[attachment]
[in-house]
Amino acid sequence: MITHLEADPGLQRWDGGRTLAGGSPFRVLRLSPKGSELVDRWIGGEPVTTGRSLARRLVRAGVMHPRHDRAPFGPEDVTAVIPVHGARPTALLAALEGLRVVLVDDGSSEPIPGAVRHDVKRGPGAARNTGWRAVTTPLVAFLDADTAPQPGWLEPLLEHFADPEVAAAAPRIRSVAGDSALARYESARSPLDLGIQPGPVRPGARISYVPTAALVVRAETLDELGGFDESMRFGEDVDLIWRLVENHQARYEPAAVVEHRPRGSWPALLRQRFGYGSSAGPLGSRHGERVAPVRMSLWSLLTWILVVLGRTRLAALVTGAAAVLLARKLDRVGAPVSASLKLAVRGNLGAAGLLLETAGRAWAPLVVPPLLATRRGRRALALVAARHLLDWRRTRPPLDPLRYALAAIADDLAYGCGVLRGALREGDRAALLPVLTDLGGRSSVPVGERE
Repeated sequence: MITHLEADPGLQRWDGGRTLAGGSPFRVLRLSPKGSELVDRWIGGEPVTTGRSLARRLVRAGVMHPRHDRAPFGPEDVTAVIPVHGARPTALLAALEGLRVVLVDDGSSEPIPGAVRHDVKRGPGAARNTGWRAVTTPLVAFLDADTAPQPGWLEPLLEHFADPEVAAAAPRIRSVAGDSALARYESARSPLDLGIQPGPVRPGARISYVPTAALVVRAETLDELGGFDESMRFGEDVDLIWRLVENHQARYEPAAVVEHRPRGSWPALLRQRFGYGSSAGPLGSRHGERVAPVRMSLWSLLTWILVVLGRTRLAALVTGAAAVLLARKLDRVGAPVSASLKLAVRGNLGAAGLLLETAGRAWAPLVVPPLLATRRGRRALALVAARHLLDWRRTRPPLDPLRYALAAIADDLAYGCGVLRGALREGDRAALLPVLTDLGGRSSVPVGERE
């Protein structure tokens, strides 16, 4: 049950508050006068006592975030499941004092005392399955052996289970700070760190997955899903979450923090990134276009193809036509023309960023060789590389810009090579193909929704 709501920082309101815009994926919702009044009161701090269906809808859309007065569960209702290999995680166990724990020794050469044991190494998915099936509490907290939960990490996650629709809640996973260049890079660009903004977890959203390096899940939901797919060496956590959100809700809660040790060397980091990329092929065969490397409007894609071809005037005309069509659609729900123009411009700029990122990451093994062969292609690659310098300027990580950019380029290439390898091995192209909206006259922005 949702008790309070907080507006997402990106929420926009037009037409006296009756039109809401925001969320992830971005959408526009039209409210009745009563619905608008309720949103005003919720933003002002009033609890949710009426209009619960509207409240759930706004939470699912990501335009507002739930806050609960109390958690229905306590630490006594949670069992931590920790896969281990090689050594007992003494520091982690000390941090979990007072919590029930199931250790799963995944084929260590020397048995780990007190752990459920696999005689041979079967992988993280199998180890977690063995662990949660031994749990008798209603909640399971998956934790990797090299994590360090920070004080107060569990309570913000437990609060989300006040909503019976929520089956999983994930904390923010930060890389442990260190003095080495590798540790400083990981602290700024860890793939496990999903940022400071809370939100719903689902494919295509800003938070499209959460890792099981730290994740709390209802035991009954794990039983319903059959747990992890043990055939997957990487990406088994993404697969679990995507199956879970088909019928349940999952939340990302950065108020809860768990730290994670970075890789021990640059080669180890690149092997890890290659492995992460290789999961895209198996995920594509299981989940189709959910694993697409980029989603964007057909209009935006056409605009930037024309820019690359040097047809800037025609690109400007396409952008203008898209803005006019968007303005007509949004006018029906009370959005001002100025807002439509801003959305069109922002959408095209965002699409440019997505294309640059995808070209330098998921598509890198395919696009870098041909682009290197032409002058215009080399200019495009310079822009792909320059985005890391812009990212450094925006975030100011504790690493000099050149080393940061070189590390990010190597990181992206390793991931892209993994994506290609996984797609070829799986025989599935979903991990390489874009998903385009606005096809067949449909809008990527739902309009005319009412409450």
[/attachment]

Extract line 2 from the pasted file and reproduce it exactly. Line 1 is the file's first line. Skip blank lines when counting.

Amino acid sequence: MITHLEADPGLQRWDGGRTLAGGSPFRVLRLSPKGSELVDRWIGGEPVTTGRSLARRLVRAGVMHPRHDRAPFGPEDVTAVIPVHGARPTALLAALEGLRVVLVDDGSSEPIPGAVRHDVKRGPGAARNTGWRAVTTPLVAFLDADTAPQPGWLEPLLEHFADPEVAAAAPRIRSVAGDSALARYESARSPLDLGIQPGPVRPGARISYVPTAALVVRAETLDELGGFDESMRFGEDVDLIWRLVENHQARYEPAAVVEHRPRGSWPALLRQRFGYGSSAGPLGSRHGERVAPVRMSLWSLLTWILVVLGRTRLAALVTGAAAVLLARKLDRVGAPVSASLKLAVRGNLGAAGLLLETAGRAWAPLVVPPLLATRRGRRALALVAARHLLDWRRTRPPLDPLRYALAAIADDLAYGCGVLRGALREGDRAALLPVLTDLGGRSSVPVGERE